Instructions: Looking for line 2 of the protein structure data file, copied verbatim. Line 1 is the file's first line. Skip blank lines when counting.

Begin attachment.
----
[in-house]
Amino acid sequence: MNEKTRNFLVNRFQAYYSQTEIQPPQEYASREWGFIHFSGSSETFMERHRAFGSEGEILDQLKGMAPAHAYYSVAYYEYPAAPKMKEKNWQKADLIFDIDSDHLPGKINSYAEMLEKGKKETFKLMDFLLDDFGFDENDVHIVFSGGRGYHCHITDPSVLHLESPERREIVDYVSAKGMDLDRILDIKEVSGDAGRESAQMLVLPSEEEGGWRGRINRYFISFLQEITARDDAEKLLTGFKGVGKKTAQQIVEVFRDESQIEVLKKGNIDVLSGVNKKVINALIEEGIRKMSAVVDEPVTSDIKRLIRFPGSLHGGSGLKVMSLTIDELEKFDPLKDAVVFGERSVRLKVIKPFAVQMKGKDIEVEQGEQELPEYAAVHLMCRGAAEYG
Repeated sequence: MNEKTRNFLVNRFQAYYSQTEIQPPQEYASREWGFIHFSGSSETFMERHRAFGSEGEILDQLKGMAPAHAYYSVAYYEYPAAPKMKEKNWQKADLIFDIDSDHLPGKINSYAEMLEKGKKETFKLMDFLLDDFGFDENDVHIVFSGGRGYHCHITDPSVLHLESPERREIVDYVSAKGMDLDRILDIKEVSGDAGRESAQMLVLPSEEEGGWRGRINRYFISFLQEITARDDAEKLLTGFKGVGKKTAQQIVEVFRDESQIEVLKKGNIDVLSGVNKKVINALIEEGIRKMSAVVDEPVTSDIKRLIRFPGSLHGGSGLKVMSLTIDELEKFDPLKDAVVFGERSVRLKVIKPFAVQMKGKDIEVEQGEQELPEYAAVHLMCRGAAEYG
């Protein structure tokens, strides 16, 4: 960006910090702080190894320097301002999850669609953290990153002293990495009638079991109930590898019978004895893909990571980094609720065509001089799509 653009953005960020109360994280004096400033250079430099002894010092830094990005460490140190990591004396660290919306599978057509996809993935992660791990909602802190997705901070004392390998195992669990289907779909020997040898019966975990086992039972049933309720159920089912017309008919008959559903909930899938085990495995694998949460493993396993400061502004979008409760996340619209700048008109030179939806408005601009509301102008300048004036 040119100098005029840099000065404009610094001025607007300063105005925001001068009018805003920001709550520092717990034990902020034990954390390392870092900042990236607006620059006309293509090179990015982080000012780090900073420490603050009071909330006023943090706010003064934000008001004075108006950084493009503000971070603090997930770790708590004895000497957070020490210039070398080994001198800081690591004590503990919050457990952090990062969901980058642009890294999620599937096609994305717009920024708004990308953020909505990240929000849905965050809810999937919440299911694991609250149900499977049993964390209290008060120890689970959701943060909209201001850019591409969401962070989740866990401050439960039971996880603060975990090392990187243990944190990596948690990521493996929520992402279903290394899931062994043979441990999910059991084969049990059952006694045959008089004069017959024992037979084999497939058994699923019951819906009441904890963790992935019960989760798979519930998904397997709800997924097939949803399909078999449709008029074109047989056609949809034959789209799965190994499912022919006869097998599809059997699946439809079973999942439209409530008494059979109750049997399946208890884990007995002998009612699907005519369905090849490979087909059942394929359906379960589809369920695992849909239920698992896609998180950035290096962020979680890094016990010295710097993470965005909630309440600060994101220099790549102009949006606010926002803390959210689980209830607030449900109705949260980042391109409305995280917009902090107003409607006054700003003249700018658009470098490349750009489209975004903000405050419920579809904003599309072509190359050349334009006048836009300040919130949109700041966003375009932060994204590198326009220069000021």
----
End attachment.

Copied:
Amino acid sequence: MNEKTRNFLVNRFQAYYSQTEIQPPQEYASREWGFIHFSGSSETFMERHRAFGSEGEILDQLKGMAPAHAYYSVAYYEYPAAPKMKEKNWQKADLIFDIDSDHLPGKINSYAEMLEKGKKETFKLMDFLLDDFGFDENDVHIVFSGGRGYHCHITDPSVLHLESPERREIVDYVSAKGMDLDRILDIKEVSGDAGRESAQMLVLPSEEEGGWRGRINRYFISFLQEITARDDAEKLLTGFKGVGKKTAQQIVEVFRDESQIEVLKKGNIDVLSGVNKKVINALIEEGIRKMSAVVDEPVTSDIKRLIRFPGSLHGGSGLKVMSLTIDELEKFDPLKDAVVFGERSVRLKVIKPFAVQMKGKDIEVEQGEQELPEYAAVHLMCRGAAEYG